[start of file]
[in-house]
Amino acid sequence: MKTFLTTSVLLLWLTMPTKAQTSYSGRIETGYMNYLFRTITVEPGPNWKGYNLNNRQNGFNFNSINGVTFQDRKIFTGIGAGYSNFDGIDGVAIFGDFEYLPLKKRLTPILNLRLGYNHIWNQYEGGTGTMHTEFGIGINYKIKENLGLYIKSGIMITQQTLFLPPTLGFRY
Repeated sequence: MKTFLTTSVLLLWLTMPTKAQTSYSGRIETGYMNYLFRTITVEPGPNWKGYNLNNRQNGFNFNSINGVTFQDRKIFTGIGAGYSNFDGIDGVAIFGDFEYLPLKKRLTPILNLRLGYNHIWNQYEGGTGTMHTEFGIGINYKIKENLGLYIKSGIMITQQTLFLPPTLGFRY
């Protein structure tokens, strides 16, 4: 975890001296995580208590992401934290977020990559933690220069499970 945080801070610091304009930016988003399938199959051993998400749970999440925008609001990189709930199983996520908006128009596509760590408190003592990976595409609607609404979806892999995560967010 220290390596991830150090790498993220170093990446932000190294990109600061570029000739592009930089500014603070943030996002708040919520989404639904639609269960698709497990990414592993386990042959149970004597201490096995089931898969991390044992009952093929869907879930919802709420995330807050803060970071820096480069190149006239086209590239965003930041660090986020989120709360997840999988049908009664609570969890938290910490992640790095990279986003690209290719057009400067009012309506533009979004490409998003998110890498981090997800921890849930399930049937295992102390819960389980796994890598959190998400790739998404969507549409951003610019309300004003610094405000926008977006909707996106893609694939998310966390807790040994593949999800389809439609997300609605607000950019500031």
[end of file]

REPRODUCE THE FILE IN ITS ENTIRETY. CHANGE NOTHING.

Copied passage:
[in-house]
Amino acid sequence: MKTFLTTSVLLLWLTMPTKAQTSYSGRIETGYMNYLFRTITVEPGPNWKGYNLNNRQNGFNFNSINGVTFQDRKIFTGIGAGYSNFDGIDGVAIFGDFEYLPLKKRLTPILNLRLGYNHIWNQYEGGTGTMHTEFGIGINYKIKENLGLYIKSGIMITQQTLFLPPTLGFRY
Repeated sequence: MKTFLTTSVLLLWLTMPTKAQTSYSGRIETGYMNYLFRTITVEPGPNWKGYNLNNRQNGFNFNSINGVTFQDRKIFTGIGAGYSNFDGIDGVAIFGDFEYLPLKKRLTPILNLRLGYNHIWNQYEGGTGTMHTEFGIGINYKIKENLGLYIKSGIMITQQTLFLPPTLGFRY
């Protein structure tokens, strides 16, 4: 975890001296995580208590992401934290977020990559933690220069499970 945080801070610091304009930016988003399938199959051993998400749970999440925008609001990189709930199983996520908006128009596509760590408190003592990976595409609607609404979806892999995560967010 220290390596991830150090790498993220170093990446932000190294990109600061570029000739592009930089500014603070943030996002708040919520989404639904639609269960698709497990990414592993386990042959149970004597201490096995089931898969991390044992009952093929869907879930919802709420995330807050803060970071820096480069190149006239086209590239965003930041660090986020989120709360997840999988049908009664609570969890938290910490992640790095990279986003690209290719057009400067009012309506533009979004490409998003998110890498981090997800921890849930399930049937295992102390819960389980796994890598959190998400790739998404969507549409951003610019309300004003610094405000926008977006909707996106893609694939998310966390807790040994593949999800389809439609997300609605607000950019500031």